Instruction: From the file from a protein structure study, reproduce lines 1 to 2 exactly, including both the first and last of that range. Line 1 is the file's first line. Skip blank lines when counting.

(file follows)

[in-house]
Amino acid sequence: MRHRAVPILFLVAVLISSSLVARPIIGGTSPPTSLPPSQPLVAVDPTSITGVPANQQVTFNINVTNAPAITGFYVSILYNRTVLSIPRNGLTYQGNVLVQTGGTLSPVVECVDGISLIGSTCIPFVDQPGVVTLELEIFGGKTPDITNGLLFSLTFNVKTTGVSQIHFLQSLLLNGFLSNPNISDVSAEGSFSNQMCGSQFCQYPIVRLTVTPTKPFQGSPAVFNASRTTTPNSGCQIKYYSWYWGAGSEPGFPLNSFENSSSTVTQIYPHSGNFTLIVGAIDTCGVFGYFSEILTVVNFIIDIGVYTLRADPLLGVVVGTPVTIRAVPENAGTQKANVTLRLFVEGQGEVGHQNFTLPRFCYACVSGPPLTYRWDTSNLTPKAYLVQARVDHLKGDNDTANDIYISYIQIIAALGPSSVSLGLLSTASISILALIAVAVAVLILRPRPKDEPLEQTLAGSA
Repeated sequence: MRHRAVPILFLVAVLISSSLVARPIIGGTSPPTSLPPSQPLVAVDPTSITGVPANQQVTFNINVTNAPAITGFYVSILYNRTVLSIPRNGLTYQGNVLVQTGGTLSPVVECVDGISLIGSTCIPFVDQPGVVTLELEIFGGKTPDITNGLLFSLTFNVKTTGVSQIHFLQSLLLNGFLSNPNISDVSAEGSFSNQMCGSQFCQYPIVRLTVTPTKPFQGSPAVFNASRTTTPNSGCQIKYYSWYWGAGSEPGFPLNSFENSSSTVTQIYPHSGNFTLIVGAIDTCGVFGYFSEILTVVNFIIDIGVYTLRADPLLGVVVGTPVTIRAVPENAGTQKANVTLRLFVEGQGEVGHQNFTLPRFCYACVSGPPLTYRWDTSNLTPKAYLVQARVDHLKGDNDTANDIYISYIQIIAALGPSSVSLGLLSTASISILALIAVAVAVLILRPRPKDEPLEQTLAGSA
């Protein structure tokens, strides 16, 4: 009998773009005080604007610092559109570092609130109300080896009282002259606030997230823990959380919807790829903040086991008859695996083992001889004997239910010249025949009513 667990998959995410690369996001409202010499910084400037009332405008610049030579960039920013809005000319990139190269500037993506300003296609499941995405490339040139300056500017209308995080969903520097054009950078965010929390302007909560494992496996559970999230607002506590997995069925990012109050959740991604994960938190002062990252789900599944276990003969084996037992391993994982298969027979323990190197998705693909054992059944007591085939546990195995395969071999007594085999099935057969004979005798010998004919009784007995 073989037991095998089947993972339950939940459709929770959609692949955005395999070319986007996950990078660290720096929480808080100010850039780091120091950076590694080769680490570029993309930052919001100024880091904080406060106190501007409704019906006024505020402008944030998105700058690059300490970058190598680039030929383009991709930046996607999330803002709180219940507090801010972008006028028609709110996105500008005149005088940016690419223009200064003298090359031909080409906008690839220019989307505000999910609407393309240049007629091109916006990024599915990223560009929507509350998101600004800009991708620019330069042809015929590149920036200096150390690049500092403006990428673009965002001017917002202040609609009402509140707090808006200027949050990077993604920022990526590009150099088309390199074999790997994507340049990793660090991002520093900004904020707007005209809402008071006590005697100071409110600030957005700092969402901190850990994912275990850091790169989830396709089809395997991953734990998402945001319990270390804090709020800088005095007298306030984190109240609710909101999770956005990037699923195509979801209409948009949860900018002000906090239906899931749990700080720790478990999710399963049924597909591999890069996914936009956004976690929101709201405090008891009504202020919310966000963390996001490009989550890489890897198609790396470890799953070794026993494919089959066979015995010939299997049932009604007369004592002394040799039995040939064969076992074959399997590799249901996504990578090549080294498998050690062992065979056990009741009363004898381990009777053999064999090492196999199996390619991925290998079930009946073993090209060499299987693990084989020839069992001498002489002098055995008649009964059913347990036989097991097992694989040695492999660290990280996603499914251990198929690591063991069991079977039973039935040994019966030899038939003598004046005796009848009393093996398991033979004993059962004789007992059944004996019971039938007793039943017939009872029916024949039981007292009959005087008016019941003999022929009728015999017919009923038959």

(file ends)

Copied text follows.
[in-house]
Amino acid sequence: MRHRAVPILFLVAVLISSSLVARPIIGGTSPPTSLPPSQPLVAVDPTSITGVPANQQVTFNINVTNAPAITGFYVSILYNRTVLSIPRNGLTYQGNVLVQTGGTLSPVVECVDGISLIGSTCIPFVDQPGVVTLELEIFGGKTPDITNGLLFSLTFNVKTTGVSQIHFLQSLLLNGFLSNPNISDVSAEGSFSNQMCGSQFCQYPIVRLTVTPTKPFQGSPAVFNASRTTTPNSGCQIKYYSWYWGAGSEPGFPLNSFENSSSTVTQIYPHSGNFTLIVGAIDTCGVFGYFSEILTVVNFIIDIGVYTLRADPLLGVVVGTPVTIRAVPENAGTQKANVTLRLFVEGQGEVGHQNFTLPRFCYACVSGPPLTYRWDTSNLTPKAYLVQARVDHLKGDNDTANDIYISYIQIIAALGPSSVSLGLLSTASISILALIAVAVAVLILRPRPKDEPLEQTLAGSA